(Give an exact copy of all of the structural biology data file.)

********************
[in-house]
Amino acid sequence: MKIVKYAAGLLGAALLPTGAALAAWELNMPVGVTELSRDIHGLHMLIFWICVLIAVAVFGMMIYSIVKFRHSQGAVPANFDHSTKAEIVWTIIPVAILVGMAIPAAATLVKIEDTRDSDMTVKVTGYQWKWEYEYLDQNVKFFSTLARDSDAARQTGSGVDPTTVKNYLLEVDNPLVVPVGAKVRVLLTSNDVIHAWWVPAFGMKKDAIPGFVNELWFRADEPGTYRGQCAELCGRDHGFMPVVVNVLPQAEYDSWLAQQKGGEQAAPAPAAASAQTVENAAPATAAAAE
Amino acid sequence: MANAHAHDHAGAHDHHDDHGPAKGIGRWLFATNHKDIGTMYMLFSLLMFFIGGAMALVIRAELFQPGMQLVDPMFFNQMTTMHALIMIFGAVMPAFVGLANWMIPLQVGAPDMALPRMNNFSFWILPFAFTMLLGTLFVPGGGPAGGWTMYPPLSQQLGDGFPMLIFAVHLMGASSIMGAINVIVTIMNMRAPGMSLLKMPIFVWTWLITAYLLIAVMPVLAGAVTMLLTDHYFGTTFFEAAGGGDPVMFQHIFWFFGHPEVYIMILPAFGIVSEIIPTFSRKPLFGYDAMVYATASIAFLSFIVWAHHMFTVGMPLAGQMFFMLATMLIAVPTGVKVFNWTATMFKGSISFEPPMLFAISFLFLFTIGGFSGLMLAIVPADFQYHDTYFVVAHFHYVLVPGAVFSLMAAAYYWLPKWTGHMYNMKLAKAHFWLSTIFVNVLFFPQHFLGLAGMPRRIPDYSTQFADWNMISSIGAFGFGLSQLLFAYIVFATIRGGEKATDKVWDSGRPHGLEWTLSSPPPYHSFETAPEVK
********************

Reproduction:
[in-house]
Amino acid sequence: MKIVKYAAGLLGAALLPTGAALAAWELNMPVGVTELSRDIHGLHMLIFWICVLIAVAVFGMMIYSIVKFRHSQGAVPANFDHSTKAEIVWTIIPVAILVGMAIPAAATLVKIEDTRDSDMTVKVTGYQWKWEYEYLDQNVKFFSTLARDSDAARQTGSGVDPTTVKNYLLEVDNPLVVPVGAKVRVLLTSNDVIHAWWVPAFGMKKDAIPGFVNELWFRADEPGTYRGQCAELCGRDHGFMPVVVNVLPQAEYDSWLAQQKGGEQAAPAPAAASAQTVENAAPATAAAAE
Amino acid sequence: MANAHAHDHAGAHDHHDDHGPAKGIGRWLFATNHKDIGTMYMLFSLLMFFIGGAMALVIRAELFQPGMQLVDPMFFNQMTTMHALIMIFGAVMPAFVGLANWMIPLQVGAPDMALPRMNNFSFWILPFAFTMLLGTLFVPGGGPAGGWTMYPPLSQQLGDGFPMLIFAVHLMGASSIMGAINVIVTIMNMRAPGMSLLKMPIFVWTWLITAYLLIAVMPVLAGAVTMLLTDHYFGTTFFEAAGGGDPVMFQHIFWFFGHPEVYIMILPAFGIVSEIIPTFSRKPLFGYDAMVYATASIAFLSFIVWAHHMFTVGMPLAGQMFFMLATMLIAVPTGVKVFNWTATMFKGSISFEPPMLFAISFLFLFTIGGFSGLMLAIVPADFQYHDTYFVVAHFHYVLVPGAVFSLMAAAYYWLPKWTGHMYNMKLAKAHFWLSTIFVNVLFFPQHFLGLAGMPRRIPDYSTQFADWNMISSIGAFGFGLSQLLFAYIVFATIRGGEKATDKVWDSGRPHGLEWTLSSPPPYHSFETAPEVK